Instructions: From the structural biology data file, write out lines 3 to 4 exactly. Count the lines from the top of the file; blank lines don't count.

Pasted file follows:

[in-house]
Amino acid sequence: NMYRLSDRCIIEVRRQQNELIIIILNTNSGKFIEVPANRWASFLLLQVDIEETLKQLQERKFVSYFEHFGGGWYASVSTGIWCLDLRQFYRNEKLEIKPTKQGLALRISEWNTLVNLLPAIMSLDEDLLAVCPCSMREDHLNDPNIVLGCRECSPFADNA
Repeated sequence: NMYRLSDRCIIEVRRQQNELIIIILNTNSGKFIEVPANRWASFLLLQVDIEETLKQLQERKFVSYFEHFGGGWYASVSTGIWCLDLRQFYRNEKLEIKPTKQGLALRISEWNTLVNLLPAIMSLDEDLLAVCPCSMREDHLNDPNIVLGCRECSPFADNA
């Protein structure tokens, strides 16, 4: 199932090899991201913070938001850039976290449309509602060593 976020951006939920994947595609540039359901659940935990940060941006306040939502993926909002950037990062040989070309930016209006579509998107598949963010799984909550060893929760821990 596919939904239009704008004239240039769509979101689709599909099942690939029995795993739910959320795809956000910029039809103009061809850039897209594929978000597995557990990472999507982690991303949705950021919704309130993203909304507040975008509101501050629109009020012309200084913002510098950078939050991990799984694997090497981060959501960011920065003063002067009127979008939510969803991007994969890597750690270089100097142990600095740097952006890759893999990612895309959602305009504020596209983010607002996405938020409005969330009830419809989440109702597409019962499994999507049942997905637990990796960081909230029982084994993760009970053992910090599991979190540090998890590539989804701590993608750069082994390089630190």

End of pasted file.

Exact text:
Repeated sequence: NMYRLSDRCIIEVRRQQNELIIIILNTNSGKFIEVPANRWASFLLLQVDIEETLKQLQERKFVSYFEHFGGGWYASVSTGIWCLDLRQFYRNEKLEIKPTKQGLALRISEWNTLVNLLPAIMSLDEDLLAVCPCSMREDHLNDPNIVLGCRECSPFADNA
């Protein structure tokens, strides 16, 4: 199932090899991201913070938001850039976290449309509602060593 976020951006939920994947595609540039359901659940935990940060941006306040939502993926909002950037990062040989070309930016209006579509998107598949963010799984909550060893929760821990 596919939904239009704008004239240039769509979101689709599909099942690939029995795993739910959320795809956000910029039809103009061809850039897209594929978000597995557990990472999507982690991303949705950021919704309130993203909304507040975008509101501050629109009020012309200084913002510098950078939050991990799984694997090497981060959501960011920065003063002067009127979008939510969803991007994969890597750690270089100097142990600095740097952006890759893999990612895309959602305009504020596209983010607002996405938020409005969330009830419809989440109702597409019962499994999507049942997905637990990796960081909230029982084994993760009970053992910090599991979190540090998890590539989804701590993608750069082994390089630190």